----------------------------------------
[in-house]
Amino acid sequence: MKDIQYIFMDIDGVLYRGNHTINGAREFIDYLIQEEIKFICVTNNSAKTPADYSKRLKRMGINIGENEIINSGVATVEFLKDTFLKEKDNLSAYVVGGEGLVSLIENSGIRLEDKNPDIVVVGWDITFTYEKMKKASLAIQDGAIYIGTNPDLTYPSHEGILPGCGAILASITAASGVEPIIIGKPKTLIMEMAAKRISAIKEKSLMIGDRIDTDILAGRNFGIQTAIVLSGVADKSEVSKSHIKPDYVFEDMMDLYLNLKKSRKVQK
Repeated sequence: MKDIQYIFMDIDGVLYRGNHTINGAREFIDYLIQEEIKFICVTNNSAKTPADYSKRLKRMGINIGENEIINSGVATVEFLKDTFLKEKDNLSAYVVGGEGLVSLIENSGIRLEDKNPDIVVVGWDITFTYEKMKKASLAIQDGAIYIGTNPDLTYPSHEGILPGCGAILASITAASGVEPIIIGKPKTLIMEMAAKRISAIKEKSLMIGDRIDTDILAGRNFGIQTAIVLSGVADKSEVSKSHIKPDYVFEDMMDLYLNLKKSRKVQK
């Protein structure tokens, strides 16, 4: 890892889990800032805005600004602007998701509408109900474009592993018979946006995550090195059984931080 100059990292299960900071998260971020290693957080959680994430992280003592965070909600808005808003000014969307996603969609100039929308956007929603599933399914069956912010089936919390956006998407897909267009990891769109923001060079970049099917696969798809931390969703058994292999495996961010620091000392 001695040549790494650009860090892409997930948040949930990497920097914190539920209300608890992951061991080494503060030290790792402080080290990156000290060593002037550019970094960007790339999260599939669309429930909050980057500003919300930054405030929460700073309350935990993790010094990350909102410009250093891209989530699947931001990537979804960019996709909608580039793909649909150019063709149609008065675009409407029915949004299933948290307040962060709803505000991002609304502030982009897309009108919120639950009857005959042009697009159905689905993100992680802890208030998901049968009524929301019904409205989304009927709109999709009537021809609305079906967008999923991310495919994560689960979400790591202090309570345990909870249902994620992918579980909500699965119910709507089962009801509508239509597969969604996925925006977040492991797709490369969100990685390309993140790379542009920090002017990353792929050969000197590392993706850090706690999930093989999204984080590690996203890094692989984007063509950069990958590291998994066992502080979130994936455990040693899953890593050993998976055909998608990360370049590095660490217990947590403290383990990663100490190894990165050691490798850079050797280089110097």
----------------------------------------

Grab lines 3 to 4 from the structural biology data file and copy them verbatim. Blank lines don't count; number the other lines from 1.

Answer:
Repeated sequence: MKDIQYIFMDIDGVLYRGNHTINGAREFIDYLIQEEIKFICVTNNSAKTPADYSKRLKRMGINIGENEIINSGVATVEFLKDTFLKEKDNLSAYVVGGEGLVSLIENSGIRLEDKNPDIVVVGWDITFTYEKMKKASLAIQDGAIYIGTNPDLTYPSHEGILPGCGAILASITAASGVEPIIIGKPKTLIMEMAAKRISAIKEKSLMIGDRIDTDILAGRNFGIQTAIVLSGVADKSEVSKSHIKPDYVFEDMMDLYLNLKKSRKVQK
């Protein structure tokens, strides 16, 4: 890892889990800032805005600004602007998701509408109900474009592993018979946006995550090195059984931080 100059990292299960900071998260971020290693957080959680994430992280003592965070909600808005808003000014969307996603969609100039929308956007929603599933399914069956912010089936919390956006998407897909267009990891769109923001060079970049099917696969798809931390969703058994292999495996961010620091000392 001695040549790494650009860090892409997930948040949930990497920097914190539920209300608890992951061991080494503060030290790792402080080290990156000290060593002037550019970094960007790339999260599939669309429930909050980057500003919300930054405030929460700073309350935990993790010094990350909102410009250093891209989530699947931001990537979804960019996709909608580039793909649909150019063709149609008065675009409407029915949004299933948290307040962060709803505000991002609304502030982009897309009108919120639950009857005959042009697009159905689905993100992680802890208030998901049968009524929301019904409205989304009927709109999709009537021809609305079906967008999923991310495919994560689960979400790591202090309570345990909870249902994620992918579980909500699965119910709507089962009801509508239509597969969604996925925006977040492991797709490369969100990685390309993140790379542009920090002017990353792929050969000197590392993706850090706690999930093989999204984080590690996203890094692989984007063509950069990958590291998994066992502080979130994936455990040693899953890593050993998976055909998608990360370049590095660490217990947590403290383990990663100490190894990165050691490798850079050797280089110097």